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    Wipro applying thought for FMCG?


    Wipro Consumer Care and Lighting (WCCLG), quietly founded by Wipro Group in 2003 with Rs 360 crore as start-up capital, is beginning to make noise – about its global and local acquisitions, marketing strategy, diversification and new product launches. Vishnu Rageev R unearths the other side of this IT major.

    Story begins
    Azim H Premji, chairman, CEO and MD of Wipro Group, believes in legendary Chinese leader Deng Xiaoping’s philosophy – “It doesn’t matter whether the cat is black or white, as long as it catches mice.” So, it doesn’t matter if you are in software or FMCG, as long as it makes money.

    Nearly a month after taking a major plunge into the global FMCG arena by acquiring Unza Holdings Ltd, a Singapore-based personal care products manufacturer, for $246 million (Rs 1,010.2 crore) in an all-cash deal, the Wipro chieftain is back in news for picking up 1.24 per cent stake in Marico Industries, one of the country’s top FMCG companies.

    When contacted, Marico’s spokesperson informed that Premji in his personal capacity has picked up the stake (75.72 lakh shares) in Marico. It is learnt that he picked up the stake during the first quarter of this financial year, though the news saw light only last week.

    “Earlier it was Unza Holdings; now it is a small stake in Marico. All these are clear indicators of Premji’s interest in FMCG retailing, which is booming and booming. The company is geared up for more acquisitions – both global and local – across various categories,” sources close to Wipro confirmed.

    Retail looms
    In November 2003, Wipro set up a wholly owned subsidiary called Wipro Consumer Care solely for manufacturing FMCG products in its Himachal Pradesh unit. The subsidiary started by manufacturing toilet soaps, focusing on its flagship brand Santoor.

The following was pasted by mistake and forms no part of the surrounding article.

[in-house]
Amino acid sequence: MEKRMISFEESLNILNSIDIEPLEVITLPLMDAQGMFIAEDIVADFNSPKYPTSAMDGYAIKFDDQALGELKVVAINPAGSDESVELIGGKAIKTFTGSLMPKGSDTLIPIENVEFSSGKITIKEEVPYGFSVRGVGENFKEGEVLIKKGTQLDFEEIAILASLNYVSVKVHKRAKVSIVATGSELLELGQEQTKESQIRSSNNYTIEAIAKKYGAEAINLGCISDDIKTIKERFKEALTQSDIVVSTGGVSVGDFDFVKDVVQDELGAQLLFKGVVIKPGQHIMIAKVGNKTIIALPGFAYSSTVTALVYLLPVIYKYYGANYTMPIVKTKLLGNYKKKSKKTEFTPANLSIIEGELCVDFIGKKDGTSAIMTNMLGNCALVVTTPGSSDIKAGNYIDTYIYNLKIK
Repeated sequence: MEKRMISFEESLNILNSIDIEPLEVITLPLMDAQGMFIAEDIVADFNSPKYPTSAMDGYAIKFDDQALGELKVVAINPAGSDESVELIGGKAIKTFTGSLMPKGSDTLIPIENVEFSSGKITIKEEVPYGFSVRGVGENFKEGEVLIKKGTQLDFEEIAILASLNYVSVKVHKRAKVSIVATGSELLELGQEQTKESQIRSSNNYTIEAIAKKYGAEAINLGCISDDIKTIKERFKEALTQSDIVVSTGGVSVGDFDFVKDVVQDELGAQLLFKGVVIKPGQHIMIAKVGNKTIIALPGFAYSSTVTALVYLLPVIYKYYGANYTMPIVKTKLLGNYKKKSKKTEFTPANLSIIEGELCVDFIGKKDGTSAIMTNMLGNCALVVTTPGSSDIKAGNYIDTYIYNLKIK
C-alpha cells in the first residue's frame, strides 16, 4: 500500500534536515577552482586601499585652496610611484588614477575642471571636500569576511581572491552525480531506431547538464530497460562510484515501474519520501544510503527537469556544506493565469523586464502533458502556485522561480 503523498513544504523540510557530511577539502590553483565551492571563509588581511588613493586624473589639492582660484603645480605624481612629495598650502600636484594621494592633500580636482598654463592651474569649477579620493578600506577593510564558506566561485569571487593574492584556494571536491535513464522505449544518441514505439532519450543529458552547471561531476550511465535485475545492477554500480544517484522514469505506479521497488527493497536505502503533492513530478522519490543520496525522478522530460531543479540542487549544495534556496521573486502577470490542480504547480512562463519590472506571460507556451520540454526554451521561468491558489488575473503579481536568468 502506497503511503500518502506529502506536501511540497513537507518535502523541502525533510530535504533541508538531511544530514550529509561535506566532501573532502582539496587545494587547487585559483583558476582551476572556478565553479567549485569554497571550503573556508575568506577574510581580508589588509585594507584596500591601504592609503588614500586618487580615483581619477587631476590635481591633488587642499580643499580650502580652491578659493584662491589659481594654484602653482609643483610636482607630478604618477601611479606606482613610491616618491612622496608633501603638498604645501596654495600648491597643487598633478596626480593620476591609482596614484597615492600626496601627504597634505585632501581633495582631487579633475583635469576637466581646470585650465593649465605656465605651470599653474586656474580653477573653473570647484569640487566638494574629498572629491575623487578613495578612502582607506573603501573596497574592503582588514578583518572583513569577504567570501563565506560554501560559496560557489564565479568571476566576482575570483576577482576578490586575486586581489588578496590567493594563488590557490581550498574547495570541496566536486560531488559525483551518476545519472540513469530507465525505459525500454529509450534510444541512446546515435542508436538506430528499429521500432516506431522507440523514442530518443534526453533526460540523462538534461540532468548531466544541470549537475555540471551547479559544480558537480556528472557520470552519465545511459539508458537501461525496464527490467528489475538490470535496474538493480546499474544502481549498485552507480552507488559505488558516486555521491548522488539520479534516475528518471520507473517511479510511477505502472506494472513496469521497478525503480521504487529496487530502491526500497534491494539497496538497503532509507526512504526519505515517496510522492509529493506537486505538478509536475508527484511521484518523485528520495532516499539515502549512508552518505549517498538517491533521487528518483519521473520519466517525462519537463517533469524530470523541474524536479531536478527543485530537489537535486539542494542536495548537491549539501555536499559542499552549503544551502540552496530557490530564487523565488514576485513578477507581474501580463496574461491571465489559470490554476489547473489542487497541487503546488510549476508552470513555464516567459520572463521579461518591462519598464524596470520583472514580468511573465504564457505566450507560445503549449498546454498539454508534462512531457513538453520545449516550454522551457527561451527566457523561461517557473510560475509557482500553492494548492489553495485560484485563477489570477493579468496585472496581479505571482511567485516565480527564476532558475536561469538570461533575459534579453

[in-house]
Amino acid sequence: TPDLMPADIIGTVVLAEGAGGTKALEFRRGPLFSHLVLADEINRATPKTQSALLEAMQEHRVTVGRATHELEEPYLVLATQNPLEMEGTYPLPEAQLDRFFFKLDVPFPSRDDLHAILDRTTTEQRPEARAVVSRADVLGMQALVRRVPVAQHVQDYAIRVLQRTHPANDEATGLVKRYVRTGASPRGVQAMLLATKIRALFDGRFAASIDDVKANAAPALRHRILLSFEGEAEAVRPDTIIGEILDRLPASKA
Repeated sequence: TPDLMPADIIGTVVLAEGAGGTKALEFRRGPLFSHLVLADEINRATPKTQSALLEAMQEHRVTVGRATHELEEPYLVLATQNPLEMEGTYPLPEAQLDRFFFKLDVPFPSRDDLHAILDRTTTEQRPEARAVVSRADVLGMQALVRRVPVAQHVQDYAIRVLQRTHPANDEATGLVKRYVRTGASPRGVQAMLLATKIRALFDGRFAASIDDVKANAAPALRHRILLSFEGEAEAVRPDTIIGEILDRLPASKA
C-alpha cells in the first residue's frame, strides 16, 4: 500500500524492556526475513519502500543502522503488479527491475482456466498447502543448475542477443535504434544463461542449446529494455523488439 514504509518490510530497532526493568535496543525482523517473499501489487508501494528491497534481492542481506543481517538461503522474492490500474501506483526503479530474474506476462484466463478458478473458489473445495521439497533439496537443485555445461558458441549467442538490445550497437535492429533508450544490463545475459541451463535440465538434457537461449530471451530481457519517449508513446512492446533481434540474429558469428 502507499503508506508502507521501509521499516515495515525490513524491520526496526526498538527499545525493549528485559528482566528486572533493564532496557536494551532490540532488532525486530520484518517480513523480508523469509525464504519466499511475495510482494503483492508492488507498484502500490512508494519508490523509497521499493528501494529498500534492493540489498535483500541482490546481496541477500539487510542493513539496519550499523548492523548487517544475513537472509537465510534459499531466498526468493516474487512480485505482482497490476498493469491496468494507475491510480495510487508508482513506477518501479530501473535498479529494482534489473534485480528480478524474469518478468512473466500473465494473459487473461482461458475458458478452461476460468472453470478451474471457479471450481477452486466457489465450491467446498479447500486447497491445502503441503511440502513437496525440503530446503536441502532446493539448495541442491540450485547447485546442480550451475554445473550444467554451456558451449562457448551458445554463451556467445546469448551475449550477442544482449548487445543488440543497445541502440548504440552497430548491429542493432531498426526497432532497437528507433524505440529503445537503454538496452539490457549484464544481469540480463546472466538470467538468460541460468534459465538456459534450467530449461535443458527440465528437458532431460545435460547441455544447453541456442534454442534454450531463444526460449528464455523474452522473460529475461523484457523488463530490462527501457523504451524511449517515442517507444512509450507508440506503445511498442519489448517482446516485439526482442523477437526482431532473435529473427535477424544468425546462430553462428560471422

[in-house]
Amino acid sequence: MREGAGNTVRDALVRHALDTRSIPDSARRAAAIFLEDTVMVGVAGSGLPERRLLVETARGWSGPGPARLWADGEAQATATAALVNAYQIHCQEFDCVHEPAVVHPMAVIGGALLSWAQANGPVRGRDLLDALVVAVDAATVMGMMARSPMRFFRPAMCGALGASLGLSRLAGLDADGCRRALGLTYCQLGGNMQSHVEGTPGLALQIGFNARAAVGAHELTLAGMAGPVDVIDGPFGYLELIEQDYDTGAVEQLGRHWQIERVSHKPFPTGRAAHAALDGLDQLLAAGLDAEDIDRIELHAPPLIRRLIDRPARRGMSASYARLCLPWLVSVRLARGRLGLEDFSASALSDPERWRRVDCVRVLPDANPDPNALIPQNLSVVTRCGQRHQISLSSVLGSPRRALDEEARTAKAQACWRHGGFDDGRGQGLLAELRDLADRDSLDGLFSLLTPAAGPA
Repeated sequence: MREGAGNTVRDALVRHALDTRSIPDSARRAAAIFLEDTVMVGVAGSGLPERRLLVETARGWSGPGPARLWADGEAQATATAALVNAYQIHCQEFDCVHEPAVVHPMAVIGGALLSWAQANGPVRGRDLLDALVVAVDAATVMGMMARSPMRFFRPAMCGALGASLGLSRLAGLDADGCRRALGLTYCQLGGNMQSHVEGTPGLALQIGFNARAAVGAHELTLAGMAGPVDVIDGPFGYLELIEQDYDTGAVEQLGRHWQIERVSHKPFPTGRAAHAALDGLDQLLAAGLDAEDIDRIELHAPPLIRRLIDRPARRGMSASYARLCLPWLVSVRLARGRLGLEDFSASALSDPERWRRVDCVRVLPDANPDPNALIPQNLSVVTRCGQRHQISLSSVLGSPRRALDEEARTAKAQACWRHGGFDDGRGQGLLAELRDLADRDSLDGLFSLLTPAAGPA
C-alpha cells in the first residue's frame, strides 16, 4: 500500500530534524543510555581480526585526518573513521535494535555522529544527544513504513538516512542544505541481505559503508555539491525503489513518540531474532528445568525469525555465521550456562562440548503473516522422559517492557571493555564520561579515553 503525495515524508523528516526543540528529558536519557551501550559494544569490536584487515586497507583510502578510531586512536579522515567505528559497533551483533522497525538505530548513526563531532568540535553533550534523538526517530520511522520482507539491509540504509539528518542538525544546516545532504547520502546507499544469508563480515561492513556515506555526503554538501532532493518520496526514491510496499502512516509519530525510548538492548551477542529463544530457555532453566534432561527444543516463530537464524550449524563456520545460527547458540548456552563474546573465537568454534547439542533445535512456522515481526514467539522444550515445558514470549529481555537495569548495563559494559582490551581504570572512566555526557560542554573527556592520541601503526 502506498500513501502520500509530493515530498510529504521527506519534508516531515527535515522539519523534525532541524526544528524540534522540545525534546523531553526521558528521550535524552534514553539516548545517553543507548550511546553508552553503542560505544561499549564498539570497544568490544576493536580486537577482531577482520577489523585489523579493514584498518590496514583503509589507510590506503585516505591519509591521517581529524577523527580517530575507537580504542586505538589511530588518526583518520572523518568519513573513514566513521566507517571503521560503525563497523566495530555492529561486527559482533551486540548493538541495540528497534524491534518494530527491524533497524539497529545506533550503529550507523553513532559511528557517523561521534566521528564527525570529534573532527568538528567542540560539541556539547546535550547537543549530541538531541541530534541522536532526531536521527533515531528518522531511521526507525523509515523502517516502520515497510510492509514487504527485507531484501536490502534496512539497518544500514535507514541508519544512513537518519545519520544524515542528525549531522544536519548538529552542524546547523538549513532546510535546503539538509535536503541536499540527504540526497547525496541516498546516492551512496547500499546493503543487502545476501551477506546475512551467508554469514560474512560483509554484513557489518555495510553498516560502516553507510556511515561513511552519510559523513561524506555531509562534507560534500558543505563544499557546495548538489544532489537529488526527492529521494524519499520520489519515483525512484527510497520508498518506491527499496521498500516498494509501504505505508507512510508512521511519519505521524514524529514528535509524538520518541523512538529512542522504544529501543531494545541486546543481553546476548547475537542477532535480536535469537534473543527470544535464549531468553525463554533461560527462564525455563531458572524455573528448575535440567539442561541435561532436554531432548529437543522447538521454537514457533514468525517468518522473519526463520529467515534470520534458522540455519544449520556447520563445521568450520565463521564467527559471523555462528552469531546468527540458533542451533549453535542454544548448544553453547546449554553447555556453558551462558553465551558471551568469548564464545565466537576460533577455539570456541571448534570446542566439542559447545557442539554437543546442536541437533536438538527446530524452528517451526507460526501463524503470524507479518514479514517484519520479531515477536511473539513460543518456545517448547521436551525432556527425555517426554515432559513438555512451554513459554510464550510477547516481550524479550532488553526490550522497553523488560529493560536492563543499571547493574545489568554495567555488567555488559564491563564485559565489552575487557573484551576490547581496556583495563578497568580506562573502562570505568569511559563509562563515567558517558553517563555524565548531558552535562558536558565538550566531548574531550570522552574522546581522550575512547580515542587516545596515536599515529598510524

“Wipro Consumer Care and Lighting is the mother division of Wipro Ltd, with its roots going back to 1945, when Western India Vegetable Products was incorporated as a private limited company to manufacture edible oil,” said a company spokesperson.

    “Over the years, WCCLG crossed various milestones and metamorphosed from being a manufacturer of hydrogenated vegetable oils to a strong player in the FMCG space, with robust brands addressing consumer needs in various categories like personal wash, fabric wash, toiletries, personal grooming, baby care, cooking medium, domestic and industrial lighting, and energy drinks,” the spokesperson added.

    Currently, the company has brands across three separate retail divisions – Consumer Care, Lightings, and Furniture. Santoor (soap and talcum powder), Wipro Baby (soap and talcum powder), Milk & Roses (soap), Wipro Shikakai (soap), Glucovita D (energy drink), Chandrika (soap), and Safe Wash (detergent) are under Consumer Care; Wipro Smartlite (voltage-saving tubes), Vipro Bulbs and Tubes, and Wipro Domestic Accessories are offered under Lightings; and a variety of stylish office furniture are retailed under the Furniture division.

    The furniture business was initiated recently. It is learnt that while supplying custom-made lighting solutions for big corporate houses, the company found a latent demand for office furniture and moved into that space.

    Until August 2007
    From 2003 to 2007, acquisitions formed a defining strategy at Wipro. In a bid to expand its FMCG basket, Wipro acquired Chandrika Soaps for Rs 31 crore and Glucovita (glucose drink brand) for Rs 5 crore in 2003. It bought Chandrika Soaps from Bangalore-based SV Products and Glucovita from Hindustan Lever Limited (HLL). Last May, Wipro bought North West (electrical switches brand) from North West Switchgear Ltd for Rs 102.2 crore.

    After acquiring Chandrika and Glucovita, it is learnt that the company scouted to buy Mysore Sandal Soap — Karnataka Soaps & Detergents Limited’s (KSDL) flagship heritage soap brand – but it fell through.

    “ WCCLG has been buying brands selectively in the last three years or so – such as Chandrika, Glucovita and North West (electrical switches). The acquisition of Chandrika in December 2003 has heralded Wipro’s entry in the fast-growing natural products market,” states an industry watchdog.

    Latest on the line is the Marico stake (acquired by Premji, as mentioned earlier), culminating immediately after settling the Unza deal. Although the stake in Marico picked up from the secondary market is considered minuscule, it clearly indicates the growing interest of Wipro’s in the FMCG sector.

    Rumour had it three years back that Marico and Wipro were in a fierce battle for Chandrika. Industry watchdogs are surprised about Premji’s new move. They are keenly watching his next move. Could it be a majority stake next time in Marico? Only Premji would know.

    Unza deal